26 October 2016: Kunstsammlung Rudolf-August Oetker GmbH audits art collection

The collection of the late billionaire Rudolf August Oetker, a former member of the Waffen-SS, is being thoroughly researched 'to assess whether any audited artwork belonged to a person persecuted for reasons of race, reli-gion, nationality, ideology or political opposition to National Socialism who was wrongfully deprived of such an artwork', according to a statement from the Board. The collection includes a wide range of artworks including paintings, silver and porcelain. The research will initially focus on the collection of paintings which numbers several hundred. So far, four artworks have been identified as 'candidates for restitution or the payment of financial compensation' and negotations with the rightful owners are ongoing. To read the statement, click here. To read an article about the collection which raised issues of provenance in July, click here.

12 October 2016: Report by Bavarian Culture Minister on Returns of Artworks to Nazi Families

On 12 October in the Bavarian Parliament, the Culture Minister Ludwig Spaenle responded to questions raised by Opposition parties in July about the Bavarian government's return of seized works of art to high-ranking Nazi families, handed over by the Americans for the purpose of restitution. In his written report, Minister Spaenle does not provide numbers or full details and never addresses the central question of the Bavarian government's responsibility then and now for these returns. He provides no information about the many works returned nor makes any effort to address the issue of what should be done about those returned works which were looted. He writes of current research on surviving works from Nazi collections in Bavarian museums which began in 2012 in response to the questions raised from outside Germany, But again he gives no details of the actual findings about these works and the identity of any rightful owners. To read the report in German, click here. To read an English translation of the report, click here.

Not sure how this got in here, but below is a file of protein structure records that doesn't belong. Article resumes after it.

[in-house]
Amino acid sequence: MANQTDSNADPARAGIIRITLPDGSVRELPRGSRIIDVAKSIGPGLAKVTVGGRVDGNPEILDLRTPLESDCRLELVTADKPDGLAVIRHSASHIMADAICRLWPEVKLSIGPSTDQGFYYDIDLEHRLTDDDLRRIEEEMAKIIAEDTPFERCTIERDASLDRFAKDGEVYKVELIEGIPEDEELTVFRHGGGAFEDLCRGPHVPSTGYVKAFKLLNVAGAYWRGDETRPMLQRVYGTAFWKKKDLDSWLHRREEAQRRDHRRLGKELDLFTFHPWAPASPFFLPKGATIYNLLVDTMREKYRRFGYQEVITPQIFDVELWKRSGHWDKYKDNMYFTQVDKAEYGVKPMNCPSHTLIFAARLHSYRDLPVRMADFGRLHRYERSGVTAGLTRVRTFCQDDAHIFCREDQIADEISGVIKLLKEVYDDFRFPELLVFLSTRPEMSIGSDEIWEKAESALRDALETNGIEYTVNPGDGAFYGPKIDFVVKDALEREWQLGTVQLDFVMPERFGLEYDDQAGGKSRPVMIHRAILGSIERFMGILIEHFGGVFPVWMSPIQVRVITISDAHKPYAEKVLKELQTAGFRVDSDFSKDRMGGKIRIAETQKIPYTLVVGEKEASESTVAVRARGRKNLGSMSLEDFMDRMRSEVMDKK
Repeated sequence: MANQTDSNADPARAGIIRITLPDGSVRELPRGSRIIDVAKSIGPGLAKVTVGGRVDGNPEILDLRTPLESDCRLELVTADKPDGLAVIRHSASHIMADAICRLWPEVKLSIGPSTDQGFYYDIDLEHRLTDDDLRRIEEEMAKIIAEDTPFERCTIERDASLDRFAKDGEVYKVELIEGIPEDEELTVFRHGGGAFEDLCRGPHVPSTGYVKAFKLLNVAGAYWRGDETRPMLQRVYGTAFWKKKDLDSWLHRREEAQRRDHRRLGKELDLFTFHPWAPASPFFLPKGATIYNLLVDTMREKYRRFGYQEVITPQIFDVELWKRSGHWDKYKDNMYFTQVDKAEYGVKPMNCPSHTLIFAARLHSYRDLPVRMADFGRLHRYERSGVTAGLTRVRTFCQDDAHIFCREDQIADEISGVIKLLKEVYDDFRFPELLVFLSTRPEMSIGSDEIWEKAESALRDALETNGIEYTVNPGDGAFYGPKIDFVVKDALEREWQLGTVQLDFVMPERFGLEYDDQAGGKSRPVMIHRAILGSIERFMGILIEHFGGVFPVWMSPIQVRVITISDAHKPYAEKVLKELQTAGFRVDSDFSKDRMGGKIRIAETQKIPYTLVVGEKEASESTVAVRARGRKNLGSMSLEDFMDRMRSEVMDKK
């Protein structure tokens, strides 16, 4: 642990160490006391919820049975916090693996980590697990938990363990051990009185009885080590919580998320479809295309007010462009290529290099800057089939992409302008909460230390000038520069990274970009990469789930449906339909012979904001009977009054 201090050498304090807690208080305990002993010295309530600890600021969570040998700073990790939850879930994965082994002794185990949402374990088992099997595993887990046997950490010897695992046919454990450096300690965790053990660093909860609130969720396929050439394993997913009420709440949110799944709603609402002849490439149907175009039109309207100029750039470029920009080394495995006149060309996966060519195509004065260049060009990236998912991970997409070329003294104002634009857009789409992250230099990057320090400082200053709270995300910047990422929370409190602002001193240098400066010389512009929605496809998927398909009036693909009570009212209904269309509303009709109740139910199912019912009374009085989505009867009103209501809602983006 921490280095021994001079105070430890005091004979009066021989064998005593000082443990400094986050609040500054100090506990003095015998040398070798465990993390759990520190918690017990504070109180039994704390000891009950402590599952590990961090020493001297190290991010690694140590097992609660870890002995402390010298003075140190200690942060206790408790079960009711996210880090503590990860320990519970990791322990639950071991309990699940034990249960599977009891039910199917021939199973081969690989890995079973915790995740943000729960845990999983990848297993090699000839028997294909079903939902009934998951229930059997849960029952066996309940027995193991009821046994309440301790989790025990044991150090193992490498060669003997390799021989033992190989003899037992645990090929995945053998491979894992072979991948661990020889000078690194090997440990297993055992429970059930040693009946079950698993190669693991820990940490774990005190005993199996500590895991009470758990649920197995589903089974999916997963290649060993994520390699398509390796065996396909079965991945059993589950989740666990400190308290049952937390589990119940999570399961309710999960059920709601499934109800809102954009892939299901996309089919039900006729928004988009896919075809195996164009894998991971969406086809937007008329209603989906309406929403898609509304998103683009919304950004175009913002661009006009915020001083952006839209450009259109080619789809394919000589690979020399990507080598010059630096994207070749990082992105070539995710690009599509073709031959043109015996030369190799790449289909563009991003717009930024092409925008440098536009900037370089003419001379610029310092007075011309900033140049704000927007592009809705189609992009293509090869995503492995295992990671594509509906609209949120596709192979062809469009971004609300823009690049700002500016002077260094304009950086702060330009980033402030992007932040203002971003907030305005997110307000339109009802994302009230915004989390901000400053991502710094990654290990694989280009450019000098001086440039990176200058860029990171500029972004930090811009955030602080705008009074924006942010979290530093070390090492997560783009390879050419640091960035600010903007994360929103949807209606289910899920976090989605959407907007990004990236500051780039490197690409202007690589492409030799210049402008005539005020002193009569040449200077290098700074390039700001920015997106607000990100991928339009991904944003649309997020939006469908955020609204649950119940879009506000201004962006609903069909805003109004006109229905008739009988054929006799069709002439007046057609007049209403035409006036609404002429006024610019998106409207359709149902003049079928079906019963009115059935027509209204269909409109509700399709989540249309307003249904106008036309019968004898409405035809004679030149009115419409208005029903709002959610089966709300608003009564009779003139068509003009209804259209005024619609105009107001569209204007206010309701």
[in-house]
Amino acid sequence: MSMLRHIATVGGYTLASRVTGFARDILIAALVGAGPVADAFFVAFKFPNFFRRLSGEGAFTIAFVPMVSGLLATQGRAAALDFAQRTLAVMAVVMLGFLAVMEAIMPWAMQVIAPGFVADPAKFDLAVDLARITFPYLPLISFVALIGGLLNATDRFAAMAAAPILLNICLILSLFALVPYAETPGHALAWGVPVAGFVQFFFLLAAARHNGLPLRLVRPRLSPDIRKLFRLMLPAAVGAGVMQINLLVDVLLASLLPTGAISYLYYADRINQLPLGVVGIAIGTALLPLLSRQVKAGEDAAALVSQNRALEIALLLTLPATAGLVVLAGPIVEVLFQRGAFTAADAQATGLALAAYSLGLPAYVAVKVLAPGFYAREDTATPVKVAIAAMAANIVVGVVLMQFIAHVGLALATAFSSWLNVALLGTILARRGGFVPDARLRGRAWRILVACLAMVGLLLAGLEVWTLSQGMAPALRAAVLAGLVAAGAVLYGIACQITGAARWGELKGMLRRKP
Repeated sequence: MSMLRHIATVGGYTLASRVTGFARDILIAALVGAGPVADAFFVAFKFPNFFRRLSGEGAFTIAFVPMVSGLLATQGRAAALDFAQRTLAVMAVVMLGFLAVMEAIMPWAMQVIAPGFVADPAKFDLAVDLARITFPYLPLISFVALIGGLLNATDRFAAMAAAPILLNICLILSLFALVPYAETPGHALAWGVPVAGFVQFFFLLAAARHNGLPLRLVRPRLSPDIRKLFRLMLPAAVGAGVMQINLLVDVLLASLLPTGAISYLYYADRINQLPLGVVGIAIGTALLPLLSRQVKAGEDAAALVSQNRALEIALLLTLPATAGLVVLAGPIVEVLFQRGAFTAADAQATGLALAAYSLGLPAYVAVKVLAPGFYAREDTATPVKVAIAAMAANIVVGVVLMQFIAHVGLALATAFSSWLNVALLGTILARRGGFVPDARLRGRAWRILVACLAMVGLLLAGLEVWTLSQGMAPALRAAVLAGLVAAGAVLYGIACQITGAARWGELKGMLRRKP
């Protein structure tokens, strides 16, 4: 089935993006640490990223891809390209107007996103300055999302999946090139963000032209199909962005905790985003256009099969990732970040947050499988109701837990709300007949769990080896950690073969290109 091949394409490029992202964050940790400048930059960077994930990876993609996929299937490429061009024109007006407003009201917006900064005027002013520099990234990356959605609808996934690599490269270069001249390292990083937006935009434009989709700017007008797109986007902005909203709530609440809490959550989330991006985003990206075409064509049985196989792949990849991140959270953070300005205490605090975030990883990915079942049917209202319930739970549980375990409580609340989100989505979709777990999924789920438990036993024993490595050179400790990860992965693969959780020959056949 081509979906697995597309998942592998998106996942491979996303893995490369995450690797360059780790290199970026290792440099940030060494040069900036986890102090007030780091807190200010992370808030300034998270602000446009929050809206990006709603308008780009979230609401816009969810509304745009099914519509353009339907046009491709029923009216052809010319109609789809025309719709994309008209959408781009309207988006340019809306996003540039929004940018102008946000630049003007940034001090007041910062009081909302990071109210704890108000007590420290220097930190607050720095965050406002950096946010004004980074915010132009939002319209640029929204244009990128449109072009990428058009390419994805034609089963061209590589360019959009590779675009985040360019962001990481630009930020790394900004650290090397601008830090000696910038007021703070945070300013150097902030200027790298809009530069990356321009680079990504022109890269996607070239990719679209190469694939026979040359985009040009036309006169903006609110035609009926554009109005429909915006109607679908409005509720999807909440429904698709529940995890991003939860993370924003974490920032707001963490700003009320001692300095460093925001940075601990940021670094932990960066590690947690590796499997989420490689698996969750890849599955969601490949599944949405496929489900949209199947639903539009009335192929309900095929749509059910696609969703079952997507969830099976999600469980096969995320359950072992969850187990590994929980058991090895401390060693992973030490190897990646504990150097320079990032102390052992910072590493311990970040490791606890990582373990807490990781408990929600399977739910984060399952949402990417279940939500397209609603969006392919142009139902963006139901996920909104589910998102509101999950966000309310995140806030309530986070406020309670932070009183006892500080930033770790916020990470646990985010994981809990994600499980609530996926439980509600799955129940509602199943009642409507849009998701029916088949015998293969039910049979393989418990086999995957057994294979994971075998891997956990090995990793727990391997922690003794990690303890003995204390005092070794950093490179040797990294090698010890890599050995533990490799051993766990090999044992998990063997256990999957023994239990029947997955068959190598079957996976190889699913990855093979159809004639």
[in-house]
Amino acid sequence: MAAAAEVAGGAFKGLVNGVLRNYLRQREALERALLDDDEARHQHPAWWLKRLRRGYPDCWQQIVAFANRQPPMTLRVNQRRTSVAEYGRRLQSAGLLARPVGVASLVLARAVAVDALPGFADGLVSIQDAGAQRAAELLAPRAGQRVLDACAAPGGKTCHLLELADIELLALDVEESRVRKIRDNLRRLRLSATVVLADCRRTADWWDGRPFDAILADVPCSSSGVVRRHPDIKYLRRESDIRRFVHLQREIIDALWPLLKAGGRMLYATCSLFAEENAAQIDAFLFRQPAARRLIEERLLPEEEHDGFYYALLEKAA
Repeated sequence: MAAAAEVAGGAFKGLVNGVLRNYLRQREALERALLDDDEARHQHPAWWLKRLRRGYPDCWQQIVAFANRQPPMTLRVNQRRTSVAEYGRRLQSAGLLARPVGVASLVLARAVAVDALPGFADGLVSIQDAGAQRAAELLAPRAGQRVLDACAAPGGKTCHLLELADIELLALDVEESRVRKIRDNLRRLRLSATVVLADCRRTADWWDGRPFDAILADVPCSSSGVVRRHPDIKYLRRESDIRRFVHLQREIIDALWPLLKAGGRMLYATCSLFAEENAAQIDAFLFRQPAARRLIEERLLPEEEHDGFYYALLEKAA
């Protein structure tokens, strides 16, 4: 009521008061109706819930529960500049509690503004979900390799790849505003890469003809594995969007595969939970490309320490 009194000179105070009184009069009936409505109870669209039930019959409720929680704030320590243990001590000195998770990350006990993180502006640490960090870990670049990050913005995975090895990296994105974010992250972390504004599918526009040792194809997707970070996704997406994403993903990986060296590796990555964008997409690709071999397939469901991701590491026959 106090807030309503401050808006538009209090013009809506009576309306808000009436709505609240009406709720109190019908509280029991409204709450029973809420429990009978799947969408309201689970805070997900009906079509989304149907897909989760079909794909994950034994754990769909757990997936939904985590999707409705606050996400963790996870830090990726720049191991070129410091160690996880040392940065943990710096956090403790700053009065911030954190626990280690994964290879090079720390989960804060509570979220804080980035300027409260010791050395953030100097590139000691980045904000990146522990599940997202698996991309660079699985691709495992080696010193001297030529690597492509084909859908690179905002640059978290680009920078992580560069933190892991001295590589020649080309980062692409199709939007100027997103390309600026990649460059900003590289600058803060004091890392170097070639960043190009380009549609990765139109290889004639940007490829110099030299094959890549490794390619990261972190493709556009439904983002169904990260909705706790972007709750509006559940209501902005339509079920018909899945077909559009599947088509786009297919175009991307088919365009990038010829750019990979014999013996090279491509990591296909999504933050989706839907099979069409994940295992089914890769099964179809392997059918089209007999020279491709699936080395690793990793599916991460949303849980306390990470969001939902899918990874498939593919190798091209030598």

15 July 2016: Commission for Looted Art in Europe (CLAE) Press Release: Bavaria to investigate return of art to high-ranking Nazi families – Dombauverein commits to restitution of Kraus family painting

CLAE's press relase welcomes the swift action taken by the Bavarian parliament on Wednesday to require the government to undertake and publish a report on works of art which “with the assistance of the management of the Staatsgemaeldesammlungen (State Paintings Collections) or the State Government” were handed back to high-ranking Nazis and their families. CLAE calls for the investigation to include clarification of the provenance of the artworks so that the rightful owners of any works that were looted can be identified and assured of restitution or compensatory justice. CLAE also calls on the Bavarian government to ensure that all documents from the State Paintings Collection and other relevant government bodies are published and made fully accessible. The release welcomes the recent commitment of the Dombauverein (Cathedral Association) Xanten to restitute the Jan van der Heyden painting confiscated from the Kraus family in 1941 in Vienna and which was returned by Bavaria in 1962 not to the Kraus family but to Henriette Hoffmann-von Schirach whose father, Hitler's official photographer, acquired it in Vienna through the good offices of his son-in-law, her husband Baldur von Schirach, Gauleiter of Vienna. She sold it the following year and it was purchased by the Dombauverein. The release sets out the history of the negotiations with the Dombauverein since the claim was submitted in July 2011 and the Kraus family's response to this new development.
To read the release, click here.

1 July 2016: Statement of Bavarian Culture Minister on the Staatsgemaeldesammlungen (State Paintings Collections)

In response to only some of the questions raised by Dr Sepp Duerr, leader of the Green Party, on 29 June 2016 (reported in the BundesJustizPortal on 2 July), about the shabby behaviour of the Staatsgemaeldesammlungen (State Paintings Collections), Minister Spaenle asserted that the doors of the  Collections are open to both families and researchers. He denied that the Collections had blocked access to documentation and asserted that its doors are open to those who "have a legitimate interest", without specifying what a "legitimate" interest was and who would make that decision. He denied that the Collections were not transparent but did not address Dr Duerr's question of why its records have not been handed over to the State Archives in accordance with State law where they would be freely accessible. He did not at all  address the question of whether artworks had been returned to high-ranking Nazi families. To read the press release, click here.

30 June 2016: World Jewish Congress President Ronald Lauder's Statement on Scandal in Bavaria